It was back in February that I first caught wind of the idea that Apple might decide to price a new model of the iPhone at $1,000 or more. Mark Sullivan's anonymously-sourced piece in Fast Company said a special 10th anniversary edition of the iconic smartphone would have special features and a price tag "very likely north of $1,000."
It seemed a little preposterous at the time, but in the ensuing months, the idea of a even-more-expensive iPhone has gained credibility. And much of Sullivan's reporting was consistent with the forecast from KGI Securities analyst Ming-Chi Kuo, he of the most accurate Apple rumor track record, from way back in November that Apple was prepping three new models for 2017 including one with a fancy OLED screen.
Now, with the expected launch of the new phones just a few months away, chatter about the high-priced special edition has exploded.
Some think it's a mistake. Apple analyst Abhey Lamba at Mizuho Securities, worries that because Apple will be including the best new features, like the OLED screen, only on the top 2017 model, customers who can't afford it won't upgrade at all, hoping the cool features will trickle down to cheaper models in 2018.
"While some near-term upgrade activity may be associated with failing hardware of aged devices, customers with the flexibility to extend the life of their devices may choose to do so until OLED panel and incremental functionality are more widely available," Lamba writes. "As a result, the product cycle could end up being more prolonged this time around versus prior launches."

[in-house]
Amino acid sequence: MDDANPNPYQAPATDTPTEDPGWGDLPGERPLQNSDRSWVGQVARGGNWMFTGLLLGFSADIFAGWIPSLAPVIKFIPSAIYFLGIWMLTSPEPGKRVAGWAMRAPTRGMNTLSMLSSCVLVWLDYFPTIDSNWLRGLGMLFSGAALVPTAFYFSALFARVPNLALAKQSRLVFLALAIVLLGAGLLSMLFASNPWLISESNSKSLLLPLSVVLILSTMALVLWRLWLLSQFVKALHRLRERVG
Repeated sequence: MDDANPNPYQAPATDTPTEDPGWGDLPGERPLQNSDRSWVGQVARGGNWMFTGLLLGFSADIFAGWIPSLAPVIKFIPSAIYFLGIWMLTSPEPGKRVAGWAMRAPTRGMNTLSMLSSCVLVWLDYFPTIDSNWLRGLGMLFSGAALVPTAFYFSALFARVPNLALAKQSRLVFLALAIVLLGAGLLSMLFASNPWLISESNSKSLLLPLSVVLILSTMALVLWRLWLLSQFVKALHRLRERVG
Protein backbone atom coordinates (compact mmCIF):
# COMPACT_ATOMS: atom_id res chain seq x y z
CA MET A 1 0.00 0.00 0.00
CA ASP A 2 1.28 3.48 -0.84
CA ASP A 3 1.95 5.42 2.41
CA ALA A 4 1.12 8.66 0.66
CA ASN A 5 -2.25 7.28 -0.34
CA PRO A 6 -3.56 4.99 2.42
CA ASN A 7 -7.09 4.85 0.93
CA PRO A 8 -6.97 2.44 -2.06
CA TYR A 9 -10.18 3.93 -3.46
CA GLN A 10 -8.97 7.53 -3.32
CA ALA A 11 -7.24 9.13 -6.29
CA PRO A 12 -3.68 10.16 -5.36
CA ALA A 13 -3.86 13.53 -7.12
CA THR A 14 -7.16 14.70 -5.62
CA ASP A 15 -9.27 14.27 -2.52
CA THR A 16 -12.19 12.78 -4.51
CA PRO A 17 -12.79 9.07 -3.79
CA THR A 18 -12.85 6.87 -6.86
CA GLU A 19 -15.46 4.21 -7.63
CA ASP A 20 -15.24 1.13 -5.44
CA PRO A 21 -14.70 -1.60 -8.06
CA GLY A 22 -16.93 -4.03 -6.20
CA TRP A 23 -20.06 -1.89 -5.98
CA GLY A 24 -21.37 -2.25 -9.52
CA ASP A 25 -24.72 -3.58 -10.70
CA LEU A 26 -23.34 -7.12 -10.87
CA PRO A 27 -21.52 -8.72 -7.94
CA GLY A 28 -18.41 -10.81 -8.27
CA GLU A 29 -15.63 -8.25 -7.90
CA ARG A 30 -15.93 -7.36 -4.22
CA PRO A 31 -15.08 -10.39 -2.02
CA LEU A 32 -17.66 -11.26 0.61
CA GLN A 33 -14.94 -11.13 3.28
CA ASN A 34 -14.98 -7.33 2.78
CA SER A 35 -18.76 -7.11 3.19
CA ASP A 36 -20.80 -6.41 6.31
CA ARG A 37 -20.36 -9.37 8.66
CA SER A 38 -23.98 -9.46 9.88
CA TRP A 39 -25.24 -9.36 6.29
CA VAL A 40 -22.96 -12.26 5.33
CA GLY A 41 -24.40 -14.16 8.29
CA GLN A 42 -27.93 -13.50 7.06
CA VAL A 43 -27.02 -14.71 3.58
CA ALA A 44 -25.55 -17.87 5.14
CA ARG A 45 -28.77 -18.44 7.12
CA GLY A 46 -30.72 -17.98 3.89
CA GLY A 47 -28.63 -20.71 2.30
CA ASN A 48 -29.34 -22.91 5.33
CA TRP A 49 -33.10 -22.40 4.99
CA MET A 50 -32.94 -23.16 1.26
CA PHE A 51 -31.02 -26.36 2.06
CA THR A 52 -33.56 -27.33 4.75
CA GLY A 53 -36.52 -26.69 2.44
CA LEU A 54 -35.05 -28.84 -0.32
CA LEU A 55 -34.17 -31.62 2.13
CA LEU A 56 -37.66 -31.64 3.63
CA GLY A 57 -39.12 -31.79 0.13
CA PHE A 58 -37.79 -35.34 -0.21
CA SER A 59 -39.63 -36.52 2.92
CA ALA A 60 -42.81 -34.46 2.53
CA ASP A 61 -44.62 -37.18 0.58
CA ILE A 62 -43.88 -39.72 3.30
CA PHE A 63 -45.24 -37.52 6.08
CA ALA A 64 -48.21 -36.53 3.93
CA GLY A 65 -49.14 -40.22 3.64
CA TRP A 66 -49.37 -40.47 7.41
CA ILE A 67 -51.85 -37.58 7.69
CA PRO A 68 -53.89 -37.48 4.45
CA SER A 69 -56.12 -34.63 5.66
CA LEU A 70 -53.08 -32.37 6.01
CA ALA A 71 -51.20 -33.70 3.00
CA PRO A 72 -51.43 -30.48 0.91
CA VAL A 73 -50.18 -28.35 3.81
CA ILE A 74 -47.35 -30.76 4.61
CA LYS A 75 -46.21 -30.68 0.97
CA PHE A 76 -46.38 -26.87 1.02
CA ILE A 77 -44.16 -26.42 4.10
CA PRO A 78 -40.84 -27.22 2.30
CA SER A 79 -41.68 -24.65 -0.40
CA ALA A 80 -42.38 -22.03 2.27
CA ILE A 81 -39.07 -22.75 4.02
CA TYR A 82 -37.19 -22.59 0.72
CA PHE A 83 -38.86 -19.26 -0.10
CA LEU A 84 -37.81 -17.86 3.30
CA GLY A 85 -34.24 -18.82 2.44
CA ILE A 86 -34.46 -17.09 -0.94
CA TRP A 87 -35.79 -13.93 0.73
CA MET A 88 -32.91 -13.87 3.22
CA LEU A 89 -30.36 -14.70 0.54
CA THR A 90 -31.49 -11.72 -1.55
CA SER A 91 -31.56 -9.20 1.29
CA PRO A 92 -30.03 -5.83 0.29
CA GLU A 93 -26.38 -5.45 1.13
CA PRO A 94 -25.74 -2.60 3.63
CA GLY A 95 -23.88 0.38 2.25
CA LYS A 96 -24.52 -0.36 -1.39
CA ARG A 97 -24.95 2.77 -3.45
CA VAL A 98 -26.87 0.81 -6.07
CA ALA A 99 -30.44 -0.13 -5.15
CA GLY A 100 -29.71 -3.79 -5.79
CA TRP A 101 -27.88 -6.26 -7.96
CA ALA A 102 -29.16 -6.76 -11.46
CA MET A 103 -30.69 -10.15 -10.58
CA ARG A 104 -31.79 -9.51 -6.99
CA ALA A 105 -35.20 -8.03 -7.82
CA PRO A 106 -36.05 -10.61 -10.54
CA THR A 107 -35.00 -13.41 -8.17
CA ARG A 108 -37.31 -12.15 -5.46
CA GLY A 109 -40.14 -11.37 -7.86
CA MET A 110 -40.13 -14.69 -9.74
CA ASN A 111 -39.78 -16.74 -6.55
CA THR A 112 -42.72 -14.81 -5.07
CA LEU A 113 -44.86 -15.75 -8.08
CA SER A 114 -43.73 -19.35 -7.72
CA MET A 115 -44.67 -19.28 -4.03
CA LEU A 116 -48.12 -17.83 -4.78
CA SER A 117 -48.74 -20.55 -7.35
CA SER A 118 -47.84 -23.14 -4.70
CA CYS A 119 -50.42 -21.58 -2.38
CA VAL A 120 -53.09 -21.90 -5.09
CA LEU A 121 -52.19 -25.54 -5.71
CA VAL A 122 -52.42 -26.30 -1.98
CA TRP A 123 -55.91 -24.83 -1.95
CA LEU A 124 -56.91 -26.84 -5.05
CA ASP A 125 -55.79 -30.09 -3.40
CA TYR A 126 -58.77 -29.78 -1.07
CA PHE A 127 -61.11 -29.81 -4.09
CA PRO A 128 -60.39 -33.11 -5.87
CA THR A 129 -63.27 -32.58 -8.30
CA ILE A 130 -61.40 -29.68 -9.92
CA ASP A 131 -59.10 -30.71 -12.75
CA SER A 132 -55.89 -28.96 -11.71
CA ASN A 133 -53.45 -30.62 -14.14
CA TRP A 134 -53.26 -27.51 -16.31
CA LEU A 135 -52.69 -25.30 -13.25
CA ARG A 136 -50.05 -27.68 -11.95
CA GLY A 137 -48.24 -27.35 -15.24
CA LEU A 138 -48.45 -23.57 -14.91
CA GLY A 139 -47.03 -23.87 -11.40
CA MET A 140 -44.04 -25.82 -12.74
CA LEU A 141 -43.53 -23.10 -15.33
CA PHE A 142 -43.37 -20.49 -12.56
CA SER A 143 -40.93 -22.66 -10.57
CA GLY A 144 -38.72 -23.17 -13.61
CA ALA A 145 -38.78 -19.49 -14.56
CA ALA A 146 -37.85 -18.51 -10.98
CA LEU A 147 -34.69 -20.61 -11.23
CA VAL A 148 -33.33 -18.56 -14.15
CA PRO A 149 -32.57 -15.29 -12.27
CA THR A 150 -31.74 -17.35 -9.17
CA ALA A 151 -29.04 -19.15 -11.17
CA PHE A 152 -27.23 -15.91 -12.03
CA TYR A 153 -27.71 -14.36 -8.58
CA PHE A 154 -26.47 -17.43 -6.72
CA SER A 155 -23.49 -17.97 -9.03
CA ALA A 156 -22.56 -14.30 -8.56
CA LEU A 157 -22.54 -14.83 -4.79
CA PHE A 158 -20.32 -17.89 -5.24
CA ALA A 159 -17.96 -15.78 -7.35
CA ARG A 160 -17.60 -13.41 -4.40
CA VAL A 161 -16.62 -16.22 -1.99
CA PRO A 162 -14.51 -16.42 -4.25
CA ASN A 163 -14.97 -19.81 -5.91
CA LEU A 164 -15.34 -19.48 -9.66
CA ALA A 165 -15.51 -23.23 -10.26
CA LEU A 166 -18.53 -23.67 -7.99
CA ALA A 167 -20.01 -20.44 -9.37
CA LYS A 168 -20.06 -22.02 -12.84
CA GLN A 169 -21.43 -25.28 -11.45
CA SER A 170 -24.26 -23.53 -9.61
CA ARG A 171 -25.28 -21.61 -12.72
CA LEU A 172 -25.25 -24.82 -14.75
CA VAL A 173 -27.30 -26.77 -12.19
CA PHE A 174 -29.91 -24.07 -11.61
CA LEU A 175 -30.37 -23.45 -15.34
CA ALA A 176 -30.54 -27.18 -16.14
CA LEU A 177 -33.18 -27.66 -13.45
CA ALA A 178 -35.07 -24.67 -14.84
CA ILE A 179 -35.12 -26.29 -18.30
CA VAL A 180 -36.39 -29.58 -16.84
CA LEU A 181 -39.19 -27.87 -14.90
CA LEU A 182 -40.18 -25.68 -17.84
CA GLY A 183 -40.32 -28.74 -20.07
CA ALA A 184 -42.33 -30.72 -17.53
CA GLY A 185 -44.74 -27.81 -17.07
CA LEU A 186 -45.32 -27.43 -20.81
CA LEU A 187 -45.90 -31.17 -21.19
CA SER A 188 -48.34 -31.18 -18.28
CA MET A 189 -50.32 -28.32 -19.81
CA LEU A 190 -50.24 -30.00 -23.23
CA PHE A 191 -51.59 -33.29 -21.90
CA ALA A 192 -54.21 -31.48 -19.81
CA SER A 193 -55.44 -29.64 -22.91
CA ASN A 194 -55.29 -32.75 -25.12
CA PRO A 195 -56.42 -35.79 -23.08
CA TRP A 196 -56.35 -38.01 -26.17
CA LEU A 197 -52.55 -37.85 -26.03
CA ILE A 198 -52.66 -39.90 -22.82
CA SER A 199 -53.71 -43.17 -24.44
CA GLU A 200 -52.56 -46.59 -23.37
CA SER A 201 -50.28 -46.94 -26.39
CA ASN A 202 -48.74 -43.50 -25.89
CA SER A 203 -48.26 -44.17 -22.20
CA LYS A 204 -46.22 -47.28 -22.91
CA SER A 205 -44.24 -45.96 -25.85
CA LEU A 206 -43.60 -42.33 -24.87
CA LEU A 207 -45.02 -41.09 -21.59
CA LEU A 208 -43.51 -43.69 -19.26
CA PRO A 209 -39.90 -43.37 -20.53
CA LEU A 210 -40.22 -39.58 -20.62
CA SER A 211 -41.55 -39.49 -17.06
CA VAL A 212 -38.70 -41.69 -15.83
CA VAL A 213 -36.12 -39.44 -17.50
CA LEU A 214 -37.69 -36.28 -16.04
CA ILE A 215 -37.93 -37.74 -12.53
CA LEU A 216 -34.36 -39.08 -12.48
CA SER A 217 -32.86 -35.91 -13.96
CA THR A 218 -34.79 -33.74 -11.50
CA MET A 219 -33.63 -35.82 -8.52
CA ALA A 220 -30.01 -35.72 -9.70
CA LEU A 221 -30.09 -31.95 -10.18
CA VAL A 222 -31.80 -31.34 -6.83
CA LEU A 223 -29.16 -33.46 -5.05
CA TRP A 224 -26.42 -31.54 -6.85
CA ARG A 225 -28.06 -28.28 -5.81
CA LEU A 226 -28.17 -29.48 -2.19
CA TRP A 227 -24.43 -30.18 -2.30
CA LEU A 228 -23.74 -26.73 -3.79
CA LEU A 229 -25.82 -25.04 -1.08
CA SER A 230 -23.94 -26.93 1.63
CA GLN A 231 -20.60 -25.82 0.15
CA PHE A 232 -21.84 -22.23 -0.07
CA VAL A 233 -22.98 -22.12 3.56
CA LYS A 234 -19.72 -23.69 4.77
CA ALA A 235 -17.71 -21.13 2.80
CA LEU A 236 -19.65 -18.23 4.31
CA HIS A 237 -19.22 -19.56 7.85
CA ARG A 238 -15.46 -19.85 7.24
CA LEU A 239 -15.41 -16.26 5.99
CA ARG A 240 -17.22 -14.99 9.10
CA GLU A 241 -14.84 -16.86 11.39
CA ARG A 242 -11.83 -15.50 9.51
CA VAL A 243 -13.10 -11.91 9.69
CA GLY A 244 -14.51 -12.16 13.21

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But others see an opening for Apple to capture more revenue by moving up market. Tech columnist John Gruber of the web site Daringfireball.net, says it's fitting for Apple (aapl) to add a deluxe "Pro" model to the iPhone line as it has done with iPads and Mac computers, especially because the company probably can't source enough of the OLED screens this year to include them on every phone.
"In the same way it made sense for Honda and Toyota to create their Acura and Lexus divisions to sell higher-end cars without eroding the value or popularity of their best-selling Accords and Camrys, it makes sense for Apple to create a premium tier for the iPhone, the best-selling product the company has ever made and likely will ever make," Gruber says.
You may be wondering about today's Google doodle, depicting a march by African Americans of an earlier era. It's worth clicking through and reading the history. It was 100 years ago today–July 28, 1917–that thousands of black people marched down Fifth Avenue in New York City to form the Silent Parade. A protest against violence attacking black communities, the parade was one of the first public marches for civil rights. Something to think about as we ponder the current political climate. Have a great weekend.